Trojan Detection Challenge

In this competition, we challenge you to detect and analyze Trojan attacks on deep neural networks that are designed to be difficult to detect. Neural network Trojans are a growing concern for the security of ML systems, but little is known about the fundamental offense-defense balance of Trojan detection. Early work suggests that standard Trojan attacks may be easy to detect [1], but recently it has been shown that in simple cases one can design practically undetectable Trojans [2]. We invite you to help answer an important research question for deep neural networks: How hard is it to detect hidden functionality that is trying to stay hidden?

Prizes: There is a $50,000 prize pool. The first-place teams will also be invited to co-author a publication summarizing the competition results. Our current planned procedures for distributing the pool are here.


How hard is neural network Trojan detection? Participants will help answer this question in three main tracks:

  1. Trojan Detection Track: Given a dataset of Trojaned and clean networks spanning multiple data sources, build a Trojan detector that classifies a test set of networks with held-out labels (Trojan, clean). For more information, see here.
  2. Trojan Analysis Track: Given a dataset of Trojaned networks spanning multiple data sources, predict various properties of Trojaned networks on a test set with held-out labels. This track has two subtracks: (1) target label prediction, (2) trigger synthesis. For more information, see here.
  3. Evasive Trojans Track: Given a dataset of clean networks and a list of attack specifications, train a small set of Trojaned networks meeting the specifications and upload them to the evaluation server. The server will verify that the attack specifications are met, then train and evaluate a baseline Trojan detector using held-out clean networks and the submitted Trojaned networks. The task is to create Trojaned networks that are hard to detect. For more information, see here.

The competition has two rounds: In the primary round, participants will compete on the three main tracks. In the final round, the solution of the first-place team in the Evasive Trojans track will be used to train a new set of hard-to-detect Trojans, and participants will compete to detect these networks. For more information on the final round, see here.

Compute Credits: To enable broader participation, we are awarding $100 compute credit grants to student teams that would not otherwise be able to participate. For details on how to apply, see here.

Important Dates

  • June 8: Registration opens on CodaLab
  • June 15: Training data released for the primary round. Evaluation servers open for the validation sets
  • September 15: Evaluation servers open for the test sets
  • September 22: Final submissions for the primary round
  • ---
  • September 30: Training data released for the final round. Evaluation servers open for the validation sets
  • October 15: Evaluation servers open for the test sets
  • October 22: Final submissions for the final round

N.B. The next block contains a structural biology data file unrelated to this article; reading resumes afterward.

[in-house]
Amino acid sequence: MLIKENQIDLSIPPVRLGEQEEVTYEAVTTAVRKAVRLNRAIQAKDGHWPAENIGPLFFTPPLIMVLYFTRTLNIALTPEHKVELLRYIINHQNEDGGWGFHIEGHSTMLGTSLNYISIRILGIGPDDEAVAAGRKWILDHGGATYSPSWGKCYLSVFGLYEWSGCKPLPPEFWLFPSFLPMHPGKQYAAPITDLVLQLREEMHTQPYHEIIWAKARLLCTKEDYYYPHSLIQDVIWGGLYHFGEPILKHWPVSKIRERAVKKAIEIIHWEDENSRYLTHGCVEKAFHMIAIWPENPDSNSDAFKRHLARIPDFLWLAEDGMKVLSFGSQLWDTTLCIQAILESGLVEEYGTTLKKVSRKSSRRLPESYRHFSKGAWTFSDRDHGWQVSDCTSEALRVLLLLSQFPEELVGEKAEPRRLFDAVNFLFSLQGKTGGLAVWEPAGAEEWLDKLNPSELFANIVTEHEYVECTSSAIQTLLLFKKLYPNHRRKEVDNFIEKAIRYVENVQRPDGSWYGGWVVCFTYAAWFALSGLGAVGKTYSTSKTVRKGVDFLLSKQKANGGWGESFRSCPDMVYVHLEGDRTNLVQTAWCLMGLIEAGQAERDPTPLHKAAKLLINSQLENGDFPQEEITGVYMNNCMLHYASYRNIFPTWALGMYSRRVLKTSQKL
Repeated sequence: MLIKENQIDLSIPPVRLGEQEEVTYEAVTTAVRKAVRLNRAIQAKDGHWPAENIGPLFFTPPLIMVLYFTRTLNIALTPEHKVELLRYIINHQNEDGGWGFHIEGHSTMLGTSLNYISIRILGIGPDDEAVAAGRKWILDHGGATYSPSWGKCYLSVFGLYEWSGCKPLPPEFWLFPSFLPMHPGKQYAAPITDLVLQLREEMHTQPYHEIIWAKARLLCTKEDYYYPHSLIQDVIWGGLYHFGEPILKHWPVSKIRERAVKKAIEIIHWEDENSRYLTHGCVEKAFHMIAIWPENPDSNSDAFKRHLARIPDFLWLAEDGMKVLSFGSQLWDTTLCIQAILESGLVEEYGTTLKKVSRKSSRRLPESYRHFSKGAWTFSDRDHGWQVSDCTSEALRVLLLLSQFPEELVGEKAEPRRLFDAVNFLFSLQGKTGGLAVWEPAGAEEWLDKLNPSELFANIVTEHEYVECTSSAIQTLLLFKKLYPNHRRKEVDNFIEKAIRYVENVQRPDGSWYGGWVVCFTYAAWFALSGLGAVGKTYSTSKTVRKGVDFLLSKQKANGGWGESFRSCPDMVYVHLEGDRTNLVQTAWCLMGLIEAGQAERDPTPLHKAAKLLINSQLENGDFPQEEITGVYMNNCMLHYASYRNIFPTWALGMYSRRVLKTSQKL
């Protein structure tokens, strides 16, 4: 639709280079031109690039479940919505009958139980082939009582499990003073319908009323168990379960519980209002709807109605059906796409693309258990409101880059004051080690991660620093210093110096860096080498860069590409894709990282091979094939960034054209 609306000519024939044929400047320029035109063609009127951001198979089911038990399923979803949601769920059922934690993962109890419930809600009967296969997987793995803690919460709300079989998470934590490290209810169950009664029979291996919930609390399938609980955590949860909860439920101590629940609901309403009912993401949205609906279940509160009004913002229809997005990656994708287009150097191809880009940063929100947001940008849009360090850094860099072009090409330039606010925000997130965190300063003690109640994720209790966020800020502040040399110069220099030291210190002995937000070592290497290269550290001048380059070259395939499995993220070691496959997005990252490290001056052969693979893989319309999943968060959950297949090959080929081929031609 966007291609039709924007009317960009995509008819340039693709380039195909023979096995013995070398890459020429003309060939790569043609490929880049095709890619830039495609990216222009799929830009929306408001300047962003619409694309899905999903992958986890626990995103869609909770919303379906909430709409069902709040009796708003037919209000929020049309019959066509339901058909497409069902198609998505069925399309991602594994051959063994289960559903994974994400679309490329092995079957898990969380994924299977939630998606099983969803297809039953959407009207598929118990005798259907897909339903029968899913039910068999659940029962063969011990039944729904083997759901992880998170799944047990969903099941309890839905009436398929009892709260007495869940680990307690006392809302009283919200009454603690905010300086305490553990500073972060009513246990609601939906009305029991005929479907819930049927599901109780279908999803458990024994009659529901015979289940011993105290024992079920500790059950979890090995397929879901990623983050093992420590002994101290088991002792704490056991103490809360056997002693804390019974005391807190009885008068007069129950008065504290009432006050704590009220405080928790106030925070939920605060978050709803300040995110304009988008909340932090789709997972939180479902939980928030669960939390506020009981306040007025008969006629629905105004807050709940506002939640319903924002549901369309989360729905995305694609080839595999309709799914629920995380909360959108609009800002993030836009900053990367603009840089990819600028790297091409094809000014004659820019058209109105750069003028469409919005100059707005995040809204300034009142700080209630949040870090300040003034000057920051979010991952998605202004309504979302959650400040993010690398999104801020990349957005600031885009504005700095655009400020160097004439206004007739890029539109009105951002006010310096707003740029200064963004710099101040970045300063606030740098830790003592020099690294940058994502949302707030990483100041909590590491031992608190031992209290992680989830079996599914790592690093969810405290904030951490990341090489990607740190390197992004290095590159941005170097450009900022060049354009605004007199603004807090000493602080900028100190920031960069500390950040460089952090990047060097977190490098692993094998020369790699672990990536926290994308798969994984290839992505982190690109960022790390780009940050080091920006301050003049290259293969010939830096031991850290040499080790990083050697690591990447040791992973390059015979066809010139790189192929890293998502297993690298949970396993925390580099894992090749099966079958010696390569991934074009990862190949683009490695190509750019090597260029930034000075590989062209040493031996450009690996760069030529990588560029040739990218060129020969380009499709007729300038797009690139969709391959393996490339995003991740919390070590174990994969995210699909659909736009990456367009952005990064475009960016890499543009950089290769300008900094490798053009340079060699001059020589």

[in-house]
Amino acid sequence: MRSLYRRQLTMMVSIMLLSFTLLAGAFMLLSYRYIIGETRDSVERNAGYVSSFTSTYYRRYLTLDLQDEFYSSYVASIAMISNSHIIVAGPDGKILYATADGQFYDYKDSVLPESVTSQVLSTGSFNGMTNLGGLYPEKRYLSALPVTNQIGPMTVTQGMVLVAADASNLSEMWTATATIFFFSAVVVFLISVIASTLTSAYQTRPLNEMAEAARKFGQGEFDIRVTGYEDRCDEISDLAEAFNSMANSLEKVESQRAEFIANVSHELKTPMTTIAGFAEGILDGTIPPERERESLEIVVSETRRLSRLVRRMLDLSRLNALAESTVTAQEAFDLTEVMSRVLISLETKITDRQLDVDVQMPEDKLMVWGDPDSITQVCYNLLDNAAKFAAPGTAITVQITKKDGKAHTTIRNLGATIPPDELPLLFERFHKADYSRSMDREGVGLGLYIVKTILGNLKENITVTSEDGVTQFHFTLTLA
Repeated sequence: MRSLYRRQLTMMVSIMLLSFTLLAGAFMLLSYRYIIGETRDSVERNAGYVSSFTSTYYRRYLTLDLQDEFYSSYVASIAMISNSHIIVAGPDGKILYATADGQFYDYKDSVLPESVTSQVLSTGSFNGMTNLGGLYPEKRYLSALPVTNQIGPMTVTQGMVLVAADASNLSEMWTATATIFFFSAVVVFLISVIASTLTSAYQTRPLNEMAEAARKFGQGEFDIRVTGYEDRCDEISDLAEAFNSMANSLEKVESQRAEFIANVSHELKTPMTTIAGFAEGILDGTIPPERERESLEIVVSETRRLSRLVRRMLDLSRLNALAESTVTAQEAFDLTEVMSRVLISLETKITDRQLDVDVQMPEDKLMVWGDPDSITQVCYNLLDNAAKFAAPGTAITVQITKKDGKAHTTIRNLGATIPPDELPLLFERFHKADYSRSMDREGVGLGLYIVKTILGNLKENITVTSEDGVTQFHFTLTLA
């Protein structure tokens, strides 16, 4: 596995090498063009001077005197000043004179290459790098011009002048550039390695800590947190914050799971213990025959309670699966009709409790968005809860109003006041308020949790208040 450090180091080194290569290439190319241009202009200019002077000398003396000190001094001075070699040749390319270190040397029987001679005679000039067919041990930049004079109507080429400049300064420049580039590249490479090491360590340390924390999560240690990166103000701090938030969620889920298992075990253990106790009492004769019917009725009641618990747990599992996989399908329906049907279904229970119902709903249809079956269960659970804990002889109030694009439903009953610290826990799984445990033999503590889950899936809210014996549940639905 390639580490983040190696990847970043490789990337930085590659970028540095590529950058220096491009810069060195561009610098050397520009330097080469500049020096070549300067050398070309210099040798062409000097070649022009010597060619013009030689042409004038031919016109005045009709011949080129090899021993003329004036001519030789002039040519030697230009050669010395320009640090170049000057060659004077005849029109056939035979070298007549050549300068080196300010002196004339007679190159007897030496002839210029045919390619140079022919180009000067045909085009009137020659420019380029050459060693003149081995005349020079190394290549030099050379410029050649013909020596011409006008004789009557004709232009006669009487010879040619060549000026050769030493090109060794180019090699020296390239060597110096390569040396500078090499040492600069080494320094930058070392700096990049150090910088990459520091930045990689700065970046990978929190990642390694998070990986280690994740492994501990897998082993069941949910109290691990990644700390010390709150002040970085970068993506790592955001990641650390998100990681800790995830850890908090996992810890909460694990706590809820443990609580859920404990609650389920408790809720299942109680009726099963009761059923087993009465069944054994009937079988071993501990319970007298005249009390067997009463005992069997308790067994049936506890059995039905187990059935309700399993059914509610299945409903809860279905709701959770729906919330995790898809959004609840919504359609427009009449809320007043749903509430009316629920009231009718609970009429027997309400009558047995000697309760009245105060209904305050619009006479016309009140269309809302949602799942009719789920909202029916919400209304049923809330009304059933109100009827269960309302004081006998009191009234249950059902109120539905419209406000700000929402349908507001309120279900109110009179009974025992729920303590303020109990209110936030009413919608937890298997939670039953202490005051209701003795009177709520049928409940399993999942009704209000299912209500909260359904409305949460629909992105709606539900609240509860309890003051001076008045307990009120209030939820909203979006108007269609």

1. Open Format: This is an open competition. All participants are encouraged to share their methods upon conclusion of the competition, and outstanding submissions will be highlighted in a joint publication. To be eligible for prizes, winning teams are required to share their methods, code, and models (at least with the organizers, although public releases are encouraged).
  2. Registration: Double registration is not allowed. We expect teams to self-certify that all team members are not part of a different team registered for the competition, and we will actively monitor for violation of this rule. Teams may participate in multiple tracks. Due to conflicts of interest, the winning team of the Evasive Trojans Track is not allowed to participate in the final round. Organizers are not allowed to participate in the competition or win prizes.
  3. Training Data: Teams may only submit results of models trained on the provided training set of Trojaned and clean networks. Training additional networks from scratch is not allowed, as it gives teams with more compute an unfair advantage. We expect teams to self-certify that they do not train additional training networks.
  4. Detection Methods: Augmentation of the provided dataset of neural networks is allowed as long as it does not involve training additional networks from scratch. Using inputs from the data sources (e.g., MNIST, CIFAR-10, etc.) is allowed.
  5. Rule breaking may result in disqualification, and significant rule breaking will result in an ineligibility for prizes.

These rules are an initial set, and we require participants to consent to a change of rules if there is an urgent need during registration. If a situation should arise that was not anticipated, we will implement a fair solution, ideally using consensus of participants.


Contact: [email protected]

We are kindly sponsored by the FTX Future Fund regranting program.

1: "ABS: Scanning Neural Networks for Back-doors by Artificial Brain Stimulation". Liu et al.

2: "Planting Undetectable Backdoors in Machine Learning Models". Goldwasser et al.